Berklee Bass Babylon: The Art of the Jam, Part 1

Welcome back to Berklee bass babylon.
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Welcome back to Berklee bass babylon. For the next few columns, we’ll focus on what we Berklee Faculty members consider important concepts. We touched on some of them in our first mega-column [January ’18], which included integral teaching concepts from 20 of our bass professors.

Onstage, Victor Wooten and I routinely open our Bass Extremes shows with an unrehearsed and un-discussed jam. Inevitably it results in the after-show question, “What was the name of the first song you played?” This makes us smile, because we know that the tools outlined below make our jams sound like well-rehearsed songs. Composing in real time is not as hard as it may seem, if you know a few basic principles and develop simple skill sets.

At Berklee, Victor and I teach a class/clinic called “The Art and Science of the Jam.” The goal is to give students tools that will help them transcend the typical one-chord jam or 12-bar blues, which in most cases becomes boring to the listener, as well as to the musicians. The following tools will allow your jams to instantly sound like rehearsed songs.

The first thing Vic and I ask the class, after we’ve improvised what sounds like a rehearsed song, is, “How long would it take you to rehearse a piece like this, to prepare it for performance?” They usually reply, “a few hours” or “maybe a day!” We then ask them to list the ingredients of a great song. The usual responses are spot on: intro, groove, melody or verse, bridge, breakdown, solo section. This is all put in the framework of what we refer to as structure.

Vic If you want your jam to sound like a well-rehearsed song, structure is the key. In modern music, song sections usually change after 4, 8, or 16 bars; a new section rarely happens after 7 or 9 bars. Making changes in commonly felt places will help the musicians and listeners feel what’s coming, even before it happens. Remember: When we jam, it is not a test. We should make it easy for everyone. Changing in common places will help.

We should also make our changes diatonic. So, when adding a new section such as a bridge, we make sure the chords change in a way that stays in the key signature. This will allow the other musicians to quickly hear, recognize, and play the new section with less risk of disharmony—even if they arrive at the new section a few beats late. There are many common exceptions (chords moving down a whole-step, or up a minor 3rd, for example), but diatonic movement is common in all styles of music, and it’s easier to “hear.”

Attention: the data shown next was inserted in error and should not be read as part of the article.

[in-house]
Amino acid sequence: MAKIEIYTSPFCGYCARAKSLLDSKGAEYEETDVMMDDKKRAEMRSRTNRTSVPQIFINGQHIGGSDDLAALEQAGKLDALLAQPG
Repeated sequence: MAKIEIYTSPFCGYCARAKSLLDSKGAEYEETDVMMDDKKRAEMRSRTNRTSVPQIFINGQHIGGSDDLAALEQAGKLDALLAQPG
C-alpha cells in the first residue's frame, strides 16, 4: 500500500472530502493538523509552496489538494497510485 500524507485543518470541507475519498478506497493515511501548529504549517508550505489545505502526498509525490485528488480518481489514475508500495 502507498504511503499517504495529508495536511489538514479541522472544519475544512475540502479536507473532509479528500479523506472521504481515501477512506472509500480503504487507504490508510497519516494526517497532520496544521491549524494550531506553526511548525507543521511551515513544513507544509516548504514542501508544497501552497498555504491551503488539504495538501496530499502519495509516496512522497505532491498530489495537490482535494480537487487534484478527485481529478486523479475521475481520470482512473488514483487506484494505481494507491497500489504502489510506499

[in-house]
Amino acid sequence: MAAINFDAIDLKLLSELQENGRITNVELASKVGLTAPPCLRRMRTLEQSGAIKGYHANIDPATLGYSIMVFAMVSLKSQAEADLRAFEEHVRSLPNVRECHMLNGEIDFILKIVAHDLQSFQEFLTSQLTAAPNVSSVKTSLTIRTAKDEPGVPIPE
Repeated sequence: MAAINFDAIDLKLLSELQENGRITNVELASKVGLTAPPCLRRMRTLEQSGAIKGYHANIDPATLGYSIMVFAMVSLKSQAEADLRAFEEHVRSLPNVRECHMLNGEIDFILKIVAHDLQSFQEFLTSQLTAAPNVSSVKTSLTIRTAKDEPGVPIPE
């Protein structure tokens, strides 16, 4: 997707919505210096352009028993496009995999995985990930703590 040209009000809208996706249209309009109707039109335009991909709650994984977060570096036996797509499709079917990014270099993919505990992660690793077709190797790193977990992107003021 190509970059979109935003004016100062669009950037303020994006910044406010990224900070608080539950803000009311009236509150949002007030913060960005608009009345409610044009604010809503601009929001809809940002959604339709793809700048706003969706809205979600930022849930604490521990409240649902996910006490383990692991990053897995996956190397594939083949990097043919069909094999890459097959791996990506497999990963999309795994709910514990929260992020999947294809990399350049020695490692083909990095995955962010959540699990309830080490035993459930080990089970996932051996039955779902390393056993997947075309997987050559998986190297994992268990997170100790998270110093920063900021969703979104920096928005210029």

Steve Dynamics are so important and often overlooked. Simply put, each section should have a dynamic contrast to the one that precedes it. Notice how a bridge almost always “lifts,” how a solo often starts with space (from everyone) and builds in intensity, how the recap of the melody comes down and settles, and how the outro/tag may build (or may drop to a fade).

When I play a new melody, I try to keep it riff-oriented and simple so that it’s easy to remember, because it should be repeated in the verses and at the end, just like in a “real” song. I may play a slight variation of the melody on the repeat, but my primary goal is to instill those few notes into the listener’s memory. After the second time through the melody, Victor and I switch roles, and he improvises a melody for the next section (bridge) while I play bass/chords or simply “something else.”

Vic In most songs, solos happen after a couple verses and choruses. So, allow the song to develop before the solo starts. If you’re the first soloist, keep in mind that taking a long solo gives permission for everyone after you to take a long solo, so keep your solo short, and don’t feel the need to express all your ideas at once. Pay attention and listen to the other soloists so you don’t repeat the same ideas. If there are lyrics, use your solo to continue the story. Don’t change the story by “talking about yourself.”

Steve After the solos, any number of things can happen. You may decide to create a breakdown or have a drum solo over a simple groove. Whatever happens, know that you are aiming toward the classic restatement of the melody and/or chorus.

Vic Many of us use jam sessions to show others how good we are or how well we can solo. The musicians who get hired the most use a different approach: They play with the intention of showing how good everyone else in the band is. They have the skill to make a less experienced musician sound more mature, and they might even musically disguise that the drummer is rushing. Their overall goal is to make the music better. This is high-level musicianship!

Steve & Vic Use these skills, practice them over and over, and share them, but most of all, have fun! Next time, we’ll look at other skills that can elevate your jam sessions and improve your musicianship in general.



Steve Bailey is the Chairman of the Bass Department at Berklee College of Music and the grandmaster of the fretless 6-string as a veteran sideman, author, educator, and solo artist. In addition to touring with Victor Wooten in Bass Extremes, he is at work on his next solo record.


One of the most influential bassists of the last 25 years, Victor Wooten is a member of the Berklee Bass Department faculty. In addition to running his numerous camps (, he is touring in support of his latest album, Trypnotyx.



Berklee Music Online Slap Bass

THIS MONTH, ANTHONY VITTI AND Lenny Stalworth of and the Berklee School of Music share some tips culled from their new online Slap Bass course. Go to to sign up.